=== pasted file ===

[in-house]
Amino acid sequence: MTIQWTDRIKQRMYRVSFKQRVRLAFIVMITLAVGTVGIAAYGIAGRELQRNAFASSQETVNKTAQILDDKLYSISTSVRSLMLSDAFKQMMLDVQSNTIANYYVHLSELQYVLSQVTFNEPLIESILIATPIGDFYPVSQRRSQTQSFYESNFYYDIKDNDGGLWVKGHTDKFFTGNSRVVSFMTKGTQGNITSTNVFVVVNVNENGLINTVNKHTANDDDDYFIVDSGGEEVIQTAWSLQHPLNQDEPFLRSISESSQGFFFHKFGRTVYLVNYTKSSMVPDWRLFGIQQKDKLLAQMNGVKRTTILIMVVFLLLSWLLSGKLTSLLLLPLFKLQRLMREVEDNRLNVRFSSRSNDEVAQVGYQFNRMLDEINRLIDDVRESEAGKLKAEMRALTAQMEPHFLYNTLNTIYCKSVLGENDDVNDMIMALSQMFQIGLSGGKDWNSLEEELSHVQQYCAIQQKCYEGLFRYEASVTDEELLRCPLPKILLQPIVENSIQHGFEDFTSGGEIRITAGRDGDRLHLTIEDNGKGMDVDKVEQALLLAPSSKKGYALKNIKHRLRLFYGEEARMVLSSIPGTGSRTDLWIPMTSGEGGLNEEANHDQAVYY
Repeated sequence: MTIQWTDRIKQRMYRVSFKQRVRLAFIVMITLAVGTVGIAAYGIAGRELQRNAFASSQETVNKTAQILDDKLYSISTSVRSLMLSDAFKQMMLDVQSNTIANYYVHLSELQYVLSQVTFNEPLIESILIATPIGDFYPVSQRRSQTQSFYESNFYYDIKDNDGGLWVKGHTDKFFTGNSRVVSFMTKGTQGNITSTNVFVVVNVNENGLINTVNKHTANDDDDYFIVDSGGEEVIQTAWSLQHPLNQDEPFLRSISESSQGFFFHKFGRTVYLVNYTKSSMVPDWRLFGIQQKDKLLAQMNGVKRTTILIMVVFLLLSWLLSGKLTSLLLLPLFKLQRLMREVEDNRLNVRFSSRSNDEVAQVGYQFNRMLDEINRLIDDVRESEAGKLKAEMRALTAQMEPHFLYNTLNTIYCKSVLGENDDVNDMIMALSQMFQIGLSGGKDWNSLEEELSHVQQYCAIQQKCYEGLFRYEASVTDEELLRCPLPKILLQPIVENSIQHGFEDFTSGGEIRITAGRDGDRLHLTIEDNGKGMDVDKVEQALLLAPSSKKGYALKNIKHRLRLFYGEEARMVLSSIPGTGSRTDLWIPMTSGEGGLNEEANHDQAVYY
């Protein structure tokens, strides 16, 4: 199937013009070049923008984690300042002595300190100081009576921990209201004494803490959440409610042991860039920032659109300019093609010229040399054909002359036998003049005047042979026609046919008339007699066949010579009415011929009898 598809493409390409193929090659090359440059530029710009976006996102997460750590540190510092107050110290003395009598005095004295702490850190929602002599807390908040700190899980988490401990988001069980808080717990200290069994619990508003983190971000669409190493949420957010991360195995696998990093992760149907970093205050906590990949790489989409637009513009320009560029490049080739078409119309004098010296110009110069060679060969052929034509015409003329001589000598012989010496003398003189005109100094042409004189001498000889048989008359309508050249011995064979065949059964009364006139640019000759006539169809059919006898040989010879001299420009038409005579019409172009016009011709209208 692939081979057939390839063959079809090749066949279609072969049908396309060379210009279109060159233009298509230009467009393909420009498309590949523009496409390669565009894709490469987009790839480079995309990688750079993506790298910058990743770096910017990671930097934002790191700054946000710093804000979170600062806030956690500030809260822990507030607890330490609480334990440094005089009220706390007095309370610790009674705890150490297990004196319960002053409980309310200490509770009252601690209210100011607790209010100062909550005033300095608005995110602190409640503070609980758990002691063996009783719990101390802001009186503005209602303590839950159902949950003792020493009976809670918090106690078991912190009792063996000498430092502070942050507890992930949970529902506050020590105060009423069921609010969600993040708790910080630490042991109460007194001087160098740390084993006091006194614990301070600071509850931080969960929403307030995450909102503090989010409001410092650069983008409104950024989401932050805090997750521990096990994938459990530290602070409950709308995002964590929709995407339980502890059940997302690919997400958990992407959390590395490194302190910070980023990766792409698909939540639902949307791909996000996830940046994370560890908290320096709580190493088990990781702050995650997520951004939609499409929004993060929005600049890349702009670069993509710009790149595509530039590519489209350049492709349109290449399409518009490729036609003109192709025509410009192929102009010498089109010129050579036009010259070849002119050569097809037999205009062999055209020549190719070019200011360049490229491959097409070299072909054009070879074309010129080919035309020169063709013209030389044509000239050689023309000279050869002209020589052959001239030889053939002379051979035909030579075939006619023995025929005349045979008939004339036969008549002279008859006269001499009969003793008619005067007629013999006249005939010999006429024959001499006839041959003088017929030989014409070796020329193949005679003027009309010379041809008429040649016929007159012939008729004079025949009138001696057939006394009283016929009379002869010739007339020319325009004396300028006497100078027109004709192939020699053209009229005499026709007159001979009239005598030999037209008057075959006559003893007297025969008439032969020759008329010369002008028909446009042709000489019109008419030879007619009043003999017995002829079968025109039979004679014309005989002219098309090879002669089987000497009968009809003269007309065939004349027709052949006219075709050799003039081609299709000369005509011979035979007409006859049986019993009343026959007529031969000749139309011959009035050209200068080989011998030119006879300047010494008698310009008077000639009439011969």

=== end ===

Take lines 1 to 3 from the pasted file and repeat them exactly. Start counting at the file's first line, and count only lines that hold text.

[in-house]
Amino acid sequence: MTIQWTDRIKQRMYRVSFKQRVRLAFIVMITLAVGTVGIAAYGIAGRELQRNAFASSQETVNKTAQILDDKLYSISTSVRSLMLSDAFKQMMLDVQSNTIANYYVHLSELQYVLSQVTFNEPLIESILIATPIGDFYPVSQRRSQTQSFYESNFYYDIKDNDGGLWVKGHTDKFFTGNSRVVSFMTKGTQGNITSTNVFVVVNVNENGLINTVNKHTANDDDDYFIVDSGGEEVIQTAWSLQHPLNQDEPFLRSISESSQGFFFHKFGRTVYLVNYTKSSMVPDWRLFGIQQKDKLLAQMNGVKRTTILIMVVFLLLSWLLSGKLTSLLLLPLFKLQRLMREVEDNRLNVRFSSRSNDEVAQVGYQFNRMLDEINRLIDDVRESEAGKLKAEMRALTAQMEPHFLYNTLNTIYCKSVLGENDDVNDMIMALSQMFQIGLSGGKDWNSLEEELSHVQQYCAIQQKCYEGLFRYEASVTDEELLRCPLPKILLQPIVENSIQHGFEDFTSGGEIRITAGRDGDRLHLTIEDNGKGMDVDKVEQALLLAPSSKKGYALKNIKHRLRLFYGEEARMVLSSIPGTGSRTDLWIPMTSGEGGLNEEANHDQAVYY
Repeated sequence: MTIQWTDRIKQRMYRVSFKQRVRLAFIVMITLAVGTVGIAAYGIAGRELQRNAFASSQETVNKTAQILDDKLYSISTSVRSLMLSDAFKQMMLDVQSNTIANYYVHLSELQYVLSQVTFNEPLIESILIATPIGDFYPVSQRRSQTQSFYESNFYYDIKDNDGGLWVKGHTDKFFTGNSRVVSFMTKGTQGNITSTNVFVVVNVNENGLINTVNKHTANDDDDYFIVDSGGEEVIQTAWSLQHPLNQDEPFLRSISESSQGFFFHKFGRTVYLVNYTKSSMVPDWRLFGIQQKDKLLAQMNGVKRTTILIMVVFLLLSWLLSGKLTSLLLLPLFKLQRLMREVEDNRLNVRFSSRSNDEVAQVGYQFNRMLDEINRLIDDVRESEAGKLKAEMRALTAQMEPHFLYNTLNTIYCKSVLGENDDVNDMIMALSQMFQIGLSGGKDWNSLEEELSHVQQYCAIQQKCYEGLFRYEASVTDEELLRCPLPKILLQPIVENSIQHGFEDFTSGGEIRITAGRDGDRLHLTIEDNGKGMDVDKVEQALLLAPSSKKGYALKNIKHRLRLFYGEEARMVLSSIPGTGSRTDLWIPMTSGEGGLNEEANHDQAVYY